Prevention is the Key!

relationship jigsaw puzzleStatistics show that 12 percent of victims of sexual violence were at work when the crime occurred (RAINN, 2018). But simply knowing the statistics is not enough. This victim could be your sister, your mother, your brother, or your uncle. We are talking about real people. The best way to tackle harassment and sexual violence is to focus on prevention, and steps employees and employers can take to keep sexual violence from occurring in their businesses (EEOC, 2018). So what can you do as one employee? Here’s a short checklist you can use to see if your employer measures up and is prepared to support the needs of its community:

  1. Have clearly defined guidelines stating what the consistent response will be to any allegations of harassment or sexual violence. Workplaces Respond offers resources, including a model, to support employers in developing these guidelines.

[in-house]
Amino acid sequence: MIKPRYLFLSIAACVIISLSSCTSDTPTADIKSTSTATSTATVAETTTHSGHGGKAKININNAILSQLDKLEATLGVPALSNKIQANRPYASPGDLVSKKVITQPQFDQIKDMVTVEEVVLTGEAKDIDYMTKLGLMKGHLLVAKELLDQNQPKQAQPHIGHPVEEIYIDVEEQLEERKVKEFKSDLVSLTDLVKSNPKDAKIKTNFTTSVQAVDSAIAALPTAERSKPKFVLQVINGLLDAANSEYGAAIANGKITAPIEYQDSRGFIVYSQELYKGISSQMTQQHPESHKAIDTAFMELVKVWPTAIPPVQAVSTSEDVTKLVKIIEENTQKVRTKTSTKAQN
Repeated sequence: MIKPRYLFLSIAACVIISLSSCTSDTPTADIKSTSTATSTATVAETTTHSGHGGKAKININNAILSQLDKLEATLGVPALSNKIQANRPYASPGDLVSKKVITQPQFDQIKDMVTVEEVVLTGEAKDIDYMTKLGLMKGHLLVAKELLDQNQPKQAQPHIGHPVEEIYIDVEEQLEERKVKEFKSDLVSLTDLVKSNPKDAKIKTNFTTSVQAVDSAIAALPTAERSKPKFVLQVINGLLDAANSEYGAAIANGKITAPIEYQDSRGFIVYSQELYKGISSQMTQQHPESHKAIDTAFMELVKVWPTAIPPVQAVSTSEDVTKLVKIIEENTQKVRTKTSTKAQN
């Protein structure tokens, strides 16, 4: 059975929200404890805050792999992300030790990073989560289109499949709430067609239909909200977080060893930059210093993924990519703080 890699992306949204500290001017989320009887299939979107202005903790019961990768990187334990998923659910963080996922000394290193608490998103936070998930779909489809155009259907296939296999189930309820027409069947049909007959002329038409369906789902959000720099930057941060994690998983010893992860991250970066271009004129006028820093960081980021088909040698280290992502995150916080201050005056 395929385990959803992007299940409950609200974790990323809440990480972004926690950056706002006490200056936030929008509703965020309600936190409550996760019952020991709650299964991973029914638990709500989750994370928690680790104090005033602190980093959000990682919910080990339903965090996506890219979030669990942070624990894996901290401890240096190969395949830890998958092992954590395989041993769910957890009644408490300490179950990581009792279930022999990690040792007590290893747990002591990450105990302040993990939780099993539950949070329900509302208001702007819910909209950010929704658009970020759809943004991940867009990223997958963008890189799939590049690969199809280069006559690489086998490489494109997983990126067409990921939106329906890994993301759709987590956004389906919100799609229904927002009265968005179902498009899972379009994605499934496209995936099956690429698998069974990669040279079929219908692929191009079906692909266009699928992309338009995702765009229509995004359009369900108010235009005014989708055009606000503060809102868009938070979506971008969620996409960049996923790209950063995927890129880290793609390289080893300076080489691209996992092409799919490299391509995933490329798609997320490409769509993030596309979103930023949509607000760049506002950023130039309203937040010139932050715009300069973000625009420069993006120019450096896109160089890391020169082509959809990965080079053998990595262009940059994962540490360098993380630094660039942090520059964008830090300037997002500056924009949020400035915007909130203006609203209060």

2. Require annual trainings on workplace violence and harassment.
  3. Offer bystander intervention training to equip employees and leadership with the tools that will allow them to safely and effectively assist someone at risk of sexual violence.
  4. Clearly outline who employees can contact for support in the event they experience sexual violence.

Looking for some additional info, check out these tips for bystander intervention on the Ashford Community Safety Page.


National resources available to support workplaces & employers:

  1. Workplaces Respond is a website committed to raising the industry standard on creating workplaces free of sexual violence. They have created resources to support employers, coworkers, and survivors, as well as advocates.
  2. The US Equal Employment Opportunity Commission (EEOC) is responsible for enforcing federal laws making it illegal to discriminate within the workplace.